is a needed contribution to understanding the development and spread of the Internet.
(1) "Innovations for an e-Society: Challenges for Technology Assessment"
It was published in 1978 in International Forum Inf Doc., 1978, vol 3.
There is relatively little English-language scholarship on the development of computer
networking in Russia and Eastern Europe during the 1970s and 1980s. See for example:
Computing in Russia: The History of Computer Devices and Information Technology
Revealed, edited by Georg Trogemann, Alexander Y. Nitussov, and Wolfgang Erns, and
translated by Alexander Y. Nitussov, Germany, Vieweg, 2001. See also Proceedings of
INET’93, edited by Barry Leiner, San Francisco, August 17-20, 1993. This Proceedings
includes several talks by Eastern European networking researchers describing the
networking research toward becoming part of the Internet which began in the 1990s.
(2) Alan McDonald, International Institute for Applied Systems Analysis (IIASA):
“Systems Analysis as a Bridge Across the Cold Water Divide”, Working Paper, New
York Academy of Sciences.
(3) Proceedings of IIASA Planning Conference on Computer Systems, September 24 –
27, 1973, Laxenburg, Austria .
(4) Ibid., p. 51-52.
(5) A. Butrimenko, “Computer Networking for Scientific Collaboration: The IIASA
Case”, Euro IFIP 1979, p. 383.
(6) Proceedings of A IIASA Conference on Computer Communication Networks, October
21-25, 1974, Laxenburg, Austria, p. xiii.
(7) Klaus Fuchs-Kittowski, K. Lemgo, U. Schuster and B. Wenzlaff, Workshop on Data
Communication, September15-19, 1975, Laxenburg, Austria, p. 169-188.
(8) Andre A. S. Danthine, Workshop on Data Communication, September15-19, 1975,
Laxenburg, Austria, p. 9-15.
(9) Peter Kirstein and Sylvia Kenney, Workshop on Data Communication, September
15-19, 1975, Laxenburg, Austria, p. 53-62.
(10) A. Butrimenko, J. H. Sexton and V. Desko, Workshop on Data Communication,
September15-19, 1975, Laxenburg, Austria, p. 141-152.
(11) A. Butrimenko, “Computer Networking”, IIASA Conference ’76 10-13 May 1976
Vol. 2, p. 210.
(12) Email from Franz Stuchlik, December 12, 2004.
(13) See for example, D. Carl, W. Dames, D. Hammer, V. Heymer, G. Hofmann, H.W.
Meier, C. Sattler, and I. Wende “The System Concept of the Computer Network
DELTA”, in Evolution Computer Communicatons Proceedings of the 4th International
Conference on Computer Communication, North-Holland, 1978, Amsterdam,
(Ed. by N. Inose), p. 703-708.
(14) Ibid, p. 707.
(15) Ibid, p. 706.
(16) A. Butrimenko, “Computer Communication for Scientific Cooperation,” in The
IIASA Case, Euro IFIP ’79, 1979, p. 387.
(17) The title of the article is "International Networks for International Team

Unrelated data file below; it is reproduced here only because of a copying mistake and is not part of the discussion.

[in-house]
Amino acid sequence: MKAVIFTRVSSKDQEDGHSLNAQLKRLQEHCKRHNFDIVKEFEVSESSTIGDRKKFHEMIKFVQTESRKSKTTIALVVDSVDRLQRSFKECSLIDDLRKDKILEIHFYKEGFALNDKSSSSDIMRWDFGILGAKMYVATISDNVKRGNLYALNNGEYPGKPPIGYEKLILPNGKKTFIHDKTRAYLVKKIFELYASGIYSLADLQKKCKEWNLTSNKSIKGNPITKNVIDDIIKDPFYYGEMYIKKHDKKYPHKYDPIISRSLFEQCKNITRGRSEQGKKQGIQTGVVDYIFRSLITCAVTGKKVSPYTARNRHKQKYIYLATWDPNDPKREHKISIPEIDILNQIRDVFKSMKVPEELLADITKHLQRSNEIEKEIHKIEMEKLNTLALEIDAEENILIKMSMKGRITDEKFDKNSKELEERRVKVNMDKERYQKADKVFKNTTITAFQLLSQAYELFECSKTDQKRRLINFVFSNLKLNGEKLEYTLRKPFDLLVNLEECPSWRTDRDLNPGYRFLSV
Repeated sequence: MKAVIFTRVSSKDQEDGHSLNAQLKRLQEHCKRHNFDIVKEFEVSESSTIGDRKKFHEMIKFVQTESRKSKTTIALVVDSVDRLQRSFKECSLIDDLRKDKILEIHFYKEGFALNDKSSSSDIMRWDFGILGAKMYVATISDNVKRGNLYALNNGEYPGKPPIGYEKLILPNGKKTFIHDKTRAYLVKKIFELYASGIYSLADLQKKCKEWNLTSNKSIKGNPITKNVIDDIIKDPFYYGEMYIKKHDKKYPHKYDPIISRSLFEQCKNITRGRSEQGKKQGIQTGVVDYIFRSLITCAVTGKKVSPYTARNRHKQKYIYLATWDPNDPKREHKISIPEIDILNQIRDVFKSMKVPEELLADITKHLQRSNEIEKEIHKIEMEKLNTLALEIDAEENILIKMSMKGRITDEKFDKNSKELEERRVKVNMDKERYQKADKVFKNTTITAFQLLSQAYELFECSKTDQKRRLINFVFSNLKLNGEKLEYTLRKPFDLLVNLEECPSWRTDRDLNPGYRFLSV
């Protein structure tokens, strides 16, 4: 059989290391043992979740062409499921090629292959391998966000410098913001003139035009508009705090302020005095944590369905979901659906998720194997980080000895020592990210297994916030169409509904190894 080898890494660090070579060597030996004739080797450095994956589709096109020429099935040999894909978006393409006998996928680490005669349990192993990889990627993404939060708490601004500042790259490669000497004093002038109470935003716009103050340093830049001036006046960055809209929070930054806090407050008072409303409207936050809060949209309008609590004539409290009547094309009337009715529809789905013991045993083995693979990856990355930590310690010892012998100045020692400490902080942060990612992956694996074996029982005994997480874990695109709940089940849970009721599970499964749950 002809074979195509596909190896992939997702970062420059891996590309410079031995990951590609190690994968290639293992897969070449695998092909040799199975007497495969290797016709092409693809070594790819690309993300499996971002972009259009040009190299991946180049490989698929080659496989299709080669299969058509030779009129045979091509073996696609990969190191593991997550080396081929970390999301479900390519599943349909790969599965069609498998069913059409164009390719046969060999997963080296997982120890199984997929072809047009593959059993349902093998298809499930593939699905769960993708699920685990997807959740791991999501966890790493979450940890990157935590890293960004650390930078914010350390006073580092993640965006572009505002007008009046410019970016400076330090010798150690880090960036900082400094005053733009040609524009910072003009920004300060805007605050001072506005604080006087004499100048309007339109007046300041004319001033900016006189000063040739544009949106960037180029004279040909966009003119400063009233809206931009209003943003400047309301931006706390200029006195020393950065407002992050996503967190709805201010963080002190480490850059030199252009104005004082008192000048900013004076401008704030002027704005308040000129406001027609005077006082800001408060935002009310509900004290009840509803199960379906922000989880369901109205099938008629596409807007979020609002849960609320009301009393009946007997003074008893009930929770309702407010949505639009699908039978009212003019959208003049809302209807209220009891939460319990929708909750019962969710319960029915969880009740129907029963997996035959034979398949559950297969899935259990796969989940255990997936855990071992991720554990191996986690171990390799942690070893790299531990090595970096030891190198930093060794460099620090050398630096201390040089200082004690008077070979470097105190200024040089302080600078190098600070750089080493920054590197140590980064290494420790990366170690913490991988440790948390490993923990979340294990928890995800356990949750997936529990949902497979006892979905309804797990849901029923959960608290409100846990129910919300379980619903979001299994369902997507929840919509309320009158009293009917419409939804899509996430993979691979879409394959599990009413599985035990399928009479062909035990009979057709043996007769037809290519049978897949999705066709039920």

Research". It was published in 1978 in International Forum Inf Doc., 1978,
vol 3, No. 3, p. 3-13.
(18) Email, James Kulp, February 23, 2004. Kulp wrote:
I worked with UNIX from Bell Labs in a small software firm in New York
from 74-78 and built and delivered continuously operating commercial
systems using somewhat customized version of UNIX (V6, and V7), and
IIASA was already playing with UNIX on a pdp 11/45 when I arrived in 1978.
My familiarity with UNIX was one of the main reasons why I got the job.
(19) Email, Michael Ferguson, March 5, 2004.
(20) How networking research continued in the 1980s at IIASA and in Eastern Europe is
a subject needing further investigation.
(21) Cybernetics, Second Edition, 1961 p. 132.
(22) Ibid, p.157-161
(23) Ibid, p. 156.
(23) This paper focuses on Eastern European computer networking activity in the 1970s.
Subsequent research is needed to document computer network development in the 1980s.
Bonitz, Manfred (1979) Wissenshatliche Forschung und wissenschaftliche Information,
Butrimenko, Alexander (1979) Computer Networking for Scientific Collaboration: The
IIASA Case”, in Euro IFIP
Carl, D., W. Dames, D. Hammer, V. Heymer, G. Hofmann, H.W. Meier, C. Sattler, and I.
Wende, (1978) “The System Concept of the Computer Network DELTA”, in Evolution
Computer Communicatons Proceedings of the 4th International Conference on
Computer Communication, North-Holland, Amsterdam,(Ed. by N. Inose)
Dobrov, Gennadij M., Robert Randolph and W. D. Rauch (1978) “Information Networks
for International Team Research”. In International Forum on Information
Documentation, Vol.3 No. 3
IIASA (1973) Proceedings of IIASA Planning Conference on Computer Systems,
September 24 – 27 Laxenburg, Austria
IIASA (1974) Proceedings of A IIASA Conference on Computer Communication
Networks, October 21-25, Laxenburg, Austria
IIASA (1975) Workshop on Data Communication, September15-19, Laxenburg, Austria
IIASA (1976) IIASA Conference ’76 10-13 May Vol. 2
Version 001 12/28/04